It’s another aspect of organic production that appeals to James. He’s implementing green manure crops to satisfy a portion of the land’s fertility needs. “We struggled under conventional because sometimes due to economics we had to push the rotation and I didn’t feel good about that in terms of the soil. Hopefully we’ll have a bit more freedom now to change options and build the soils back and be sustainable on the production side.”
Another critical area in terms of operations is equipment.
“We won’t need big, expensive equipment,” he says. “I can use older, smaller equipment. Instead of a half-million dollar rotary combine, I can use a $75,000 conventional. I’m very excited about not tying up so much capital in equipment.”
Currently James manages 60 people, the vagaries of growing specialty crops, irrigation, and weed control.
James admits he might get a bit of a breather in terms of intensive management as the farm transitions, but he knows that once it is fully organic he will need all his management skills to make the plan work.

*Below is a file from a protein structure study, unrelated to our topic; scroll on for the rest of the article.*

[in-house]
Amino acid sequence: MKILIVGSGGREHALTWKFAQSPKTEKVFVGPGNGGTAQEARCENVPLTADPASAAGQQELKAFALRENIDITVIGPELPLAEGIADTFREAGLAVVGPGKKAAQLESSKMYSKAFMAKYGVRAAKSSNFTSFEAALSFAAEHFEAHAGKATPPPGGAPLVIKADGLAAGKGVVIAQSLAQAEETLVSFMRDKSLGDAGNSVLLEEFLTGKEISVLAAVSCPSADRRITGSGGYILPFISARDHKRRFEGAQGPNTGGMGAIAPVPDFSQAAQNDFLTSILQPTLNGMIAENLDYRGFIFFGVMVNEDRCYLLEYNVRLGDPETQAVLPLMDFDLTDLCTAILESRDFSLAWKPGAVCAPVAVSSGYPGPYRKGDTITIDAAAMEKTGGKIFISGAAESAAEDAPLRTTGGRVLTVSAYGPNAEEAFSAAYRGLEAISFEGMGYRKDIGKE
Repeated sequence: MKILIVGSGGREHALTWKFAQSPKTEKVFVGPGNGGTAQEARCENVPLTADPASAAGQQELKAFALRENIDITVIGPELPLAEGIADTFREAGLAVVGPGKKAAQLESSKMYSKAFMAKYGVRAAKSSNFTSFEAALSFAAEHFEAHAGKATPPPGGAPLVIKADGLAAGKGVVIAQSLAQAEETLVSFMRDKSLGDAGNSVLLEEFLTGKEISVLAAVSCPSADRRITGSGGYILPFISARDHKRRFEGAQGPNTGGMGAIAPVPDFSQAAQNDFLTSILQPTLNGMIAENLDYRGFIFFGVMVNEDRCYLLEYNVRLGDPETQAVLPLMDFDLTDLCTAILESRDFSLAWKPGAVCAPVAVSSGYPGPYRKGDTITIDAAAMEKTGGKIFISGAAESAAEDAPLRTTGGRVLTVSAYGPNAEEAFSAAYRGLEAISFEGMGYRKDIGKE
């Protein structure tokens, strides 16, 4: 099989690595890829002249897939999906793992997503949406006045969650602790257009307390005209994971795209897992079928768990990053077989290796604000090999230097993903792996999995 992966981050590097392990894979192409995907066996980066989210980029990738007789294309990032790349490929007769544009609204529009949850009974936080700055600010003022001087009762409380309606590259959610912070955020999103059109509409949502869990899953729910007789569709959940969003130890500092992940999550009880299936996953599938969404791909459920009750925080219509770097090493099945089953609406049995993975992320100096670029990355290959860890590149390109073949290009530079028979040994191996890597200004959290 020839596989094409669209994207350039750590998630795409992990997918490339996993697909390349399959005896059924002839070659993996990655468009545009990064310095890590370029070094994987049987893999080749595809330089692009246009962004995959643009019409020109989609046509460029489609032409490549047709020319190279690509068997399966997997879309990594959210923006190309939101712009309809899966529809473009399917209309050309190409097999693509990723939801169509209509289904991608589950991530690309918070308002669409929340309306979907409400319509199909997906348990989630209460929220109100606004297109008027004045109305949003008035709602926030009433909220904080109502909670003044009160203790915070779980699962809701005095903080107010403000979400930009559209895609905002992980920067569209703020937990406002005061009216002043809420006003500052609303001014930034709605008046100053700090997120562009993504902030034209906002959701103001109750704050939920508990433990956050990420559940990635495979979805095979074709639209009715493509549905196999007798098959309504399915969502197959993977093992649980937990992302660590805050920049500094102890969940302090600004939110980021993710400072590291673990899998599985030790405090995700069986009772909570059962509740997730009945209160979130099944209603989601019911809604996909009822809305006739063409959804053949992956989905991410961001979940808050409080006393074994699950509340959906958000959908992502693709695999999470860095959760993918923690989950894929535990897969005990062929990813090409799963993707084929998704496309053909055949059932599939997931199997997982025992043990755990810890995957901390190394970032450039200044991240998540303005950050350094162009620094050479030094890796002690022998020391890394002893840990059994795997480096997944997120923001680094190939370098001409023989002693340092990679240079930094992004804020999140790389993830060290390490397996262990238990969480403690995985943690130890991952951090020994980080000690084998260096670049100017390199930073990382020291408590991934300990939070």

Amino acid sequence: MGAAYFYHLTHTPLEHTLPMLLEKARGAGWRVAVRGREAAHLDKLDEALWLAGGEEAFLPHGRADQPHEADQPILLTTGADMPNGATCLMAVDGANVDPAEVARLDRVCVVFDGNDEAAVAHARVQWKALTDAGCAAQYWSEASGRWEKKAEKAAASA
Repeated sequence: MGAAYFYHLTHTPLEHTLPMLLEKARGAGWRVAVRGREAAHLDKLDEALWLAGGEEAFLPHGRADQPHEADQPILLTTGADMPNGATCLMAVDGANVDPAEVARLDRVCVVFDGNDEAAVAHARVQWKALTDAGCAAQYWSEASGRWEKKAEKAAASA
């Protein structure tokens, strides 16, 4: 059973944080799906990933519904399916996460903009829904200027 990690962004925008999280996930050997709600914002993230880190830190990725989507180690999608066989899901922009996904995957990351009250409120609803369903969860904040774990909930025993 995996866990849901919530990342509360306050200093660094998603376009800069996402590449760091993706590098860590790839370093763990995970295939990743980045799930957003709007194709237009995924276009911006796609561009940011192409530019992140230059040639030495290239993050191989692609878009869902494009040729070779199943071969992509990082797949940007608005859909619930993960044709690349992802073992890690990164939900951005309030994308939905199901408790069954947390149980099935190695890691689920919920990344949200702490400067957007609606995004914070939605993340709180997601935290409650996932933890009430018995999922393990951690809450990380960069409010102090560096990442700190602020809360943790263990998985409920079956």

If transitioning land to organic is an exercise in agronomic patience, it is also a world of paperwork, and as head administrator Kristen is in charge. Food safety, traceability, organic and gluten-free certifications are all on her plate.
“We are making sure we have the top certifications with top marks in each,” she says. “And we want to make sure we have it before we’re even asked for it. It’s a must in today’s marketing world. We can’t be naïve about it. I used to think all the paperwork was just a pain, but I realize how important it is. In fact, for some buyers a pass isn’t good enough. They are looking for a particular percentage mark so we have to be on top of it.”
But the transition to organic is about more than markets for Kristen. It’s personal. “I want to feed my own family as many locally grown and organic products as possible, so these aspects are very important to me.”
The next three years will see continuous change at River Valley Specialty Farms as parcels of land are transitioned to organic. One might logically wonder how the farm will survive the financial burden. To that end, James is looking at opportunities for value-added on the farm to provide income and a little security against risks.